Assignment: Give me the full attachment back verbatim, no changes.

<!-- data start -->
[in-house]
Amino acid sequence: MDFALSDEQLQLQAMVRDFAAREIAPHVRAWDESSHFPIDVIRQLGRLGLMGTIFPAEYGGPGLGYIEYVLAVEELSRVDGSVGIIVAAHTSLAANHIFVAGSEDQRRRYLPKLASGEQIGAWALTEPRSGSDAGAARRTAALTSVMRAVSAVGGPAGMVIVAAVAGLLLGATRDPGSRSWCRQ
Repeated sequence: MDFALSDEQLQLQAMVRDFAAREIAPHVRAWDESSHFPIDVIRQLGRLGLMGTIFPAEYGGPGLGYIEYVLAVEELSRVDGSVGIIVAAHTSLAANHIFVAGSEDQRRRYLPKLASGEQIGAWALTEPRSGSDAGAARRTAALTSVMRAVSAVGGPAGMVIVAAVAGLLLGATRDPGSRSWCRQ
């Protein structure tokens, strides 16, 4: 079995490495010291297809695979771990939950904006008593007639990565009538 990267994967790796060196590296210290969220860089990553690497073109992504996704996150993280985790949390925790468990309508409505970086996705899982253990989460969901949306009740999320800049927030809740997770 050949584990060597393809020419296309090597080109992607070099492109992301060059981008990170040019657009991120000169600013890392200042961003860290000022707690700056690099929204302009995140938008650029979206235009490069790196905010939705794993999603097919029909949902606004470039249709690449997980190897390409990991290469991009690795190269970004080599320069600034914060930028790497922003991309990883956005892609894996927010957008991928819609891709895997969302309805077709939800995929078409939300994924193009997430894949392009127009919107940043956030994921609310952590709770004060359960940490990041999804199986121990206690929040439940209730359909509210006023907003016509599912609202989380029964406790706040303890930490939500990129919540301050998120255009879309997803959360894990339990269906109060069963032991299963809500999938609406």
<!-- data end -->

[in-house]
Amino acid sequence: MDFALSDEQLQLQAMVRDFAAREIAPHVRAWDESSHFPIDVIRQLGRLGLMGTIFPAEYGGPGLGYIEYVLAVEELSRVDGSVGIIVAAHTSLAANHIFVAGSEDQRRRYLPKLASGEQIGAWALTEPRSGSDAGAARRTAALTSVMRAVSAVGGPAGMVIVAAVAGLLLGATRDPGSRSWCRQ
Repeated sequence: MDFALSDEQLQLQAMVRDFAAREIAPHVRAWDESSHFPIDVIRQLGRLGLMGTIFPAEYGGPGLGYIEYVLAVEELSRVDGSVGIIVAAHTSLAANHIFVAGSEDQRRRYLPKLASGEQIGAWALTEPRSGSDAGAARRTAALTSVMRAVSAVGGPAGMVIVAAVAGLLLGATRDPGSRSWCRQ
């Protein structure tokens, strides 16, 4: 079995490495010291297809695979771990939950904006008593007639990565009538 990267994967790796060196590296210290969220860089990553690497073109992504996704996150993280985790949390925790468990309508409505970086996705899982253990989460969901949306009740999320800049927030809740997770 050949584990060597393809020419296309090597080109992607070099492109992301060059981008990170040019657009991120000169600013890392200042961003860290000022707690700056690099929204302009995140938008650029979206235009490069790196905010939705794993999603097919029909949902606004470039249709690449997980190897390409990991290469991009690795190269970004080599320069600034914060930028790497922003991309990883956005892609894996927010957008991928819609891709895997969302309805077709939800995929078409939300994924193009997430894949392009127009919107940043956030994921609310952590709770004060359960940490990041999804199986121990206690929040439940209730359909509210006023907003016509599912609202989380029964406790706040303890930490939500990129919540301050998120255009879309997803959360894990339990269906109060069963032991299963809500999938609406």